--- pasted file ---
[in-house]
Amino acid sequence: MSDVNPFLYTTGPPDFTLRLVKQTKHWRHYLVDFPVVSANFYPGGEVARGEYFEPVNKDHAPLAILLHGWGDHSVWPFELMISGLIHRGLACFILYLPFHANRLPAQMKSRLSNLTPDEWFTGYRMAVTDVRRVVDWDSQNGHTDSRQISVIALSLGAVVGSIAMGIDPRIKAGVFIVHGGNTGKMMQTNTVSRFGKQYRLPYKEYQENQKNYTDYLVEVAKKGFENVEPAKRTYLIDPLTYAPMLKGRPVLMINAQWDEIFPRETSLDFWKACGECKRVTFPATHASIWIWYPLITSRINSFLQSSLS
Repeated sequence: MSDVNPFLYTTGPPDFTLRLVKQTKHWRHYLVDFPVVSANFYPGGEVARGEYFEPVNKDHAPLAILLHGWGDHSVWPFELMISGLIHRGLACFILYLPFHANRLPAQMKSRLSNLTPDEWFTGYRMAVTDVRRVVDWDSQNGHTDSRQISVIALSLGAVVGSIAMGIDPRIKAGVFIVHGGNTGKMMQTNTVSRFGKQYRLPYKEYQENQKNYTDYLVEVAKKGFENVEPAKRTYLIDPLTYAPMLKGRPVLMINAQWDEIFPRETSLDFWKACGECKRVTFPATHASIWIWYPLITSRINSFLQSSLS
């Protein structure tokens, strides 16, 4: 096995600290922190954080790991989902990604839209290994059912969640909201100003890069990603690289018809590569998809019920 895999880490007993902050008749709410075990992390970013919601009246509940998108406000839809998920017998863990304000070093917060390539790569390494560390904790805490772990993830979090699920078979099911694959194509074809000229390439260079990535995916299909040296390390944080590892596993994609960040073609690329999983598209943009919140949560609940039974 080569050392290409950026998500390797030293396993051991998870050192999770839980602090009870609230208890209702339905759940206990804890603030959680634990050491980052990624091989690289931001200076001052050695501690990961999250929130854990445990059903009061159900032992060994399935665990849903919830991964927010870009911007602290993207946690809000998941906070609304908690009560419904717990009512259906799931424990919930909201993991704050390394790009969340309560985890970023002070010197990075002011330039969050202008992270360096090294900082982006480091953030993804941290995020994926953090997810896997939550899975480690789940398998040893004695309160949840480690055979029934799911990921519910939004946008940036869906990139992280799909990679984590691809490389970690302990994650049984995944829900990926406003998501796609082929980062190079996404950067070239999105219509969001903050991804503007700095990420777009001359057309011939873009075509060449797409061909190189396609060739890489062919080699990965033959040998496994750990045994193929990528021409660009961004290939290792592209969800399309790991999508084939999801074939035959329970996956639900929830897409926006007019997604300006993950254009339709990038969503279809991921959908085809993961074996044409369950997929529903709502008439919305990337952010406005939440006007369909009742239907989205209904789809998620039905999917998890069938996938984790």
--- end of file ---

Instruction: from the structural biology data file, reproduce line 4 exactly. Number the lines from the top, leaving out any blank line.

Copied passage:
């Protein structure tokens, strides 16, 4: 096995600290922190954080790991989902990604839209290994059912969640909201100003890069990603690289018809590569998809019920 895999880490007993902050008749709410075990992390970013919601009246509940998108406000839809998920017998863990304000070093917060390539790569390494560390904790805490772990993830979090699920078979099911694959194509074809000229390439260079990535995916299909040296390390944080590892596993994609960040073609690329999983598209943009919140949560609940039974 080569050392290409950026998500390797030293396993051991998870050192999770839980602090009870609230208890209702339905759940206990804890603030959680634990050491980052990624091989690289931001200076001052050695501690990961999250929130854990445990059903009061159900032992060994399935665990849903919830991964927010870009911007602290993207946690809000998941906070609304908690009560419904717990009512259906799931424990919930909201993991704050390394790009969340309560985890970023002070010197990075002011330039969050202008992270360096090294900082982006480091953030993804941290995020994926953090997810896997939550899975480690789940398998040893004695309160949840480690055979029934799911990921519910939004946008940036869906990139992280799909990679984590691809490389970690302990994650049984995944829900990926406003998501796609082929980062190079996404950067070239999105219509969001903050991804503007700095990420777009001359057309011939873009075509060449797409061909190189396609060739890489062919080699990965033959040998496994750990045994193929990528021409660009961004290939290792592209969800399309790991999508084939999801074939035959329970996956639900929830897409926006007019997604300006993950254009339709990038969503279809991921959908085809993961074996044409369950997929529903709502008439919305990337952010406005939440006007369909009742239907989205209904789809998620039905999917998890069938996938984790």